The Government, Tax Hikes, and Public Virtue (Part 2)


In our economic collapse, we must find a solution that gets us on the right track. This stands true for economies around the world and not just the American economy. Yet, in many ways, we are responsible for our own state of being; in our support and promotion of hedonistic ethics, or “do whatever feels right,” we’ve created a climate that produces the kind of government corruption that we see. In short, no economic system will work until we have a consistent, virtue-based ethical system; ethics comes before economics, ethics dictates economics.

Consider the corruption within the government. During any sex scandal for a politician, someone generally raises the point that what a politician does behind closed doors doesn’t matter. So long as a politician does a good job in office, who cares what he does in the bedroom? But such a sentiment ignores several things.

For one, if a politician is willing to break a vow with his spouse, a covenant with the one that he loves, how more likely is he to break his vow to his constituents? After all, his spouse is the one he’s come to love, the one he’s been intimate with (in more than a physical way), the one he’s spent quite a bit of his life with, and so on. If he is willing to cast her aside for something a bit better, then why would he remain faithful to his constituency, who are nothing more to him than a voting base? In other words, not only should we pay attention to what a public leader does in the bedroom, we should care quite a bit that he’s upholding vows in his private life so we have some assurance he will uphold the vows in his public life.

Or we can consider a multi-million dollar CEO and how he only gives a tiny fraction of his income to the poor. He is simply doing what feels right, or following his own ethic. If we each decide what is true for us, then he has decided what is true for him and there is nothing anyone can do about it, at least not without upholding some absolute moral standard. Yet, we’ve been told for so long that absolute morality is passé, out of date, oppressive, tyrannical, and so on. Yet, when it comes to the rich exploiting the poor, we quickly want to create an absolute standard!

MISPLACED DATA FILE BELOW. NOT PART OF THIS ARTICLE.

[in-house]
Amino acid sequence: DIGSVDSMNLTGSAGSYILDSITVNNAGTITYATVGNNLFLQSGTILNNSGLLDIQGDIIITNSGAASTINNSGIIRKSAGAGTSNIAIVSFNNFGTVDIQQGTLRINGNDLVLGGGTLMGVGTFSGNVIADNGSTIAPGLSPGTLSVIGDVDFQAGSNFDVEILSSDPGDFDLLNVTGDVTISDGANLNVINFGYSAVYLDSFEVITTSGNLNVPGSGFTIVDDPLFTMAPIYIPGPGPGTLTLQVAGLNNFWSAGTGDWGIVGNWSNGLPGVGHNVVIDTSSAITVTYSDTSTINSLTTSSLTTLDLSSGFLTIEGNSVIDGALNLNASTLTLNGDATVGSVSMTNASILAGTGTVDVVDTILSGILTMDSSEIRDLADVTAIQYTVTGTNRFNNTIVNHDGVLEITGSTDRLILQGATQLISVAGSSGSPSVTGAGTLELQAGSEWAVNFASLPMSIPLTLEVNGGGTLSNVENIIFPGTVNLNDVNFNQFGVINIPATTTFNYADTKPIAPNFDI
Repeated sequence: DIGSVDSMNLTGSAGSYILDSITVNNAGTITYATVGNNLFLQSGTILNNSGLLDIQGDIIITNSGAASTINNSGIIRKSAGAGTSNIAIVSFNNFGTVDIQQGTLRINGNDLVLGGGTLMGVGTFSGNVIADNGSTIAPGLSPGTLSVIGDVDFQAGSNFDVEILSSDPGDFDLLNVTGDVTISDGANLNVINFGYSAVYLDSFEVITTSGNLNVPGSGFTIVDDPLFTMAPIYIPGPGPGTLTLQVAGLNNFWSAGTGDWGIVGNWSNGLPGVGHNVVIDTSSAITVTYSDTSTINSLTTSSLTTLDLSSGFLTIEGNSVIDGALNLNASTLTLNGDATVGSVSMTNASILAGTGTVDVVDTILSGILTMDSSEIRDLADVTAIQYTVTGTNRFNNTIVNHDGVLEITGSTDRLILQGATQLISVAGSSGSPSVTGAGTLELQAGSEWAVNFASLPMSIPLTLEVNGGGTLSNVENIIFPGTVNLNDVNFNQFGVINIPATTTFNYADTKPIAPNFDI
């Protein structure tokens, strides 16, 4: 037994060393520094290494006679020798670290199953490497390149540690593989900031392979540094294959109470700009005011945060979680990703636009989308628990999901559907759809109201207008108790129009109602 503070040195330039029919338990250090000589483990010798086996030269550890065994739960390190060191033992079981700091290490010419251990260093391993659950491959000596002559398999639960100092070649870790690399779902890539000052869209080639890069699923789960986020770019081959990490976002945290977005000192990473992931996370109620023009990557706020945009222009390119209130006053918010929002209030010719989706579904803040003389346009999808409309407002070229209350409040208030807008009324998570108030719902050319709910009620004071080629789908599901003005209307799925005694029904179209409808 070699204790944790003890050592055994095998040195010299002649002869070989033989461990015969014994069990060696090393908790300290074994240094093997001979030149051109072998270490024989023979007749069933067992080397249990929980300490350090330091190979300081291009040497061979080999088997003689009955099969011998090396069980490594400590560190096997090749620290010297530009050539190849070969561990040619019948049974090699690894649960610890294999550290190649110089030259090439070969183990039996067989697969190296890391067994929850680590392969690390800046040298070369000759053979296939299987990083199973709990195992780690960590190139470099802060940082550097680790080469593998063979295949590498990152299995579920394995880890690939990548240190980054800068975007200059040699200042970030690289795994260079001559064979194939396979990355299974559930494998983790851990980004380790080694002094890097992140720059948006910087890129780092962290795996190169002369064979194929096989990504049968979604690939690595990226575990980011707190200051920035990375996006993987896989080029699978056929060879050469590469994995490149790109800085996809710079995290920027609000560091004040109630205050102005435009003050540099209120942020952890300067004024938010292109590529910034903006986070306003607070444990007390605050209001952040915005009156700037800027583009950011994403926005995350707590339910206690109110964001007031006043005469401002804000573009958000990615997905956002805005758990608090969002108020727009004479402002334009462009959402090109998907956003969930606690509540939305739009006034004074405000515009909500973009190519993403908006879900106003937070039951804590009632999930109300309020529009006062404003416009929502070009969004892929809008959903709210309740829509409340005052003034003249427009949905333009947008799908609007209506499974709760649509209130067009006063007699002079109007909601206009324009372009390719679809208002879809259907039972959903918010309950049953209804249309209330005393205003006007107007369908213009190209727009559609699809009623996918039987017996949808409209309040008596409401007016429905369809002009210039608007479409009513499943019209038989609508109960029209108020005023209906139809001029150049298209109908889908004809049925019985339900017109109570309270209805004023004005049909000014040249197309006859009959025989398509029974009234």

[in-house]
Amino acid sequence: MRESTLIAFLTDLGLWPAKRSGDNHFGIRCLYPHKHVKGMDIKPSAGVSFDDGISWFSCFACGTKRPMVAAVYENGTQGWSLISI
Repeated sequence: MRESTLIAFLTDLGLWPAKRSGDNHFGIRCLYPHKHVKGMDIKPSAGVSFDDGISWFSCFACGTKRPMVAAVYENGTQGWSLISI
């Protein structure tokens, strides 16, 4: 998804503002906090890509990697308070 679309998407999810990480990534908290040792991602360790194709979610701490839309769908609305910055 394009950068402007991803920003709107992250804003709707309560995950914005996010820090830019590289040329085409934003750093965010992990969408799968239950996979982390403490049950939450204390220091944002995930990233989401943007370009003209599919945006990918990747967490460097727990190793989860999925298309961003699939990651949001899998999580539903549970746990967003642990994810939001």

If we truly want to save our government from corruption and save our economy from the elite (whether that elite be in our government via socialism or in the private sector via an oligarchic capitalism), then we must begin to promote an ethical way of life for all, and then shame public officials who consistently refuse to live up to that ethical standard.

Whether we like it or not, the only solution to our woes is to embrace an absolute ethic, something that all humans at all times in all places can follow. The solution isn’t smaller government, more regulation, bigger government, a freer market, or so on; in all of these instances, if we have men who love vice setting the rules, then the rules will ultimately be subverted. If we have men who love virtue setting the rules, however, then at some point there is no need for rules, because they wouldn’t dare shame themselves by showing themselves to love vice.

When people aren’t interested in doing the right thing, or are only interested in what’s good for them, then a society cannot last. When elected officials put regulations on businesses in order to secure a vote, then they don’t really intent to stick by those regulations, especially if it’ll cost them campaign donations. Rather, the regulations become lip-service. Or, worse, what if the government officials do exert their power and regulate a business, but they exert the power in order to demonstrate their authority? Then we have traded in one form of tyranny (an oligarchy) for another (an authoritarian government). In both, powerful and rich individuals do what makes them feel right and do what is in their own interests.

We must move back to some form of moral absolutism, to some moral standard where the rich and powerful realize they have an obligation to others. We must move to a place where men are valued not by what they own or by their vocations, but by what they do in virtue. If we cannot reform our ethics, then we will never reform our economics.

 

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